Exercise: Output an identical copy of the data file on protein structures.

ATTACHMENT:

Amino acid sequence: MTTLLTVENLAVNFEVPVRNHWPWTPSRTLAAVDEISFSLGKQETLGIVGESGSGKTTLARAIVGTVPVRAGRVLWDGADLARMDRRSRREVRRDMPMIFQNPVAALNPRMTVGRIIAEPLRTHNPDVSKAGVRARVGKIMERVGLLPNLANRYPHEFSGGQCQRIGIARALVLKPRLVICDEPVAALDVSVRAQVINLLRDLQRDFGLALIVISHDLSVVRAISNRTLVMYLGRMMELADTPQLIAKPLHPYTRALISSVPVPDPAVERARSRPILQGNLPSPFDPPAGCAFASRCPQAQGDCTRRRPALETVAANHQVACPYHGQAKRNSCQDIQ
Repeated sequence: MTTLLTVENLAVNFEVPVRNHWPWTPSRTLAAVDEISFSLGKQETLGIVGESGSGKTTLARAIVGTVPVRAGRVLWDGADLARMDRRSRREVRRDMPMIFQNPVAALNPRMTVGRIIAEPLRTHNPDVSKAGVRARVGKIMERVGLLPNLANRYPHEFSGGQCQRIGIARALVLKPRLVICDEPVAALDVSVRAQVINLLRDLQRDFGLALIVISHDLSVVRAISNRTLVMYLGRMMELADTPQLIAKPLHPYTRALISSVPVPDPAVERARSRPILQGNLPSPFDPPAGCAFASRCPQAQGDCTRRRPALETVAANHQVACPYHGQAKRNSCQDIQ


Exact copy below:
Amino acid sequence: MTTLLTVENLAVNFEVPVRNHWPWTPSRTLAAVDEISFSLGKQETLGIVGESGSGKTTLARAIVGTVPVRAGRVLWDGADLARMDRRSRREVRRDMPMIFQNPVAALNPRMTVGRIIAEPLRTHNPDVSKAGVRARVGKIMERVGLLPNLANRYPHEFSGGQCQRIGIARALVLKPRLVICDEPVAALDVSVRAQVINLLRDLQRDFGLALIVISHDLSVVRAISNRTLVMYLGRMMELADTPQLIAKPLHPYTRALISSVPVPDPAVERARSRPILQGNLPSPFDPPAGCAFASRCPQAQGDCTRRRPALETVAANHQVACPYHGQAKRNSCQDIQ
Repeated sequence: MTTLLTVENLAVNFEVPVRNHWPWTPSRTLAAVDEISFSLGKQETLGIVGESGSGKTTLARAIVGTVPVRAGRVLWDGADLARMDRRSRREVRRDMPMIFQNPVAALNPRMTVGRIIAEPLRTHNPDVSKAGVRARVGKIMERVGLLPNLANRYPHEFSGGQCQRIGIARALVLKPRLVICDEPVAALDVSVRAQVINLLRDLQRDFGLALIVISHDLSVVRAISNRTLVMYLGRMMELADTPQLIAKPLHPYTRALISSVPVPDPAVERARSRPILQGNLPSPFDPPAGCAFASRCPQAQGDCTRRRPALETVAANHQVACPYHGQAKRNSCQDIQ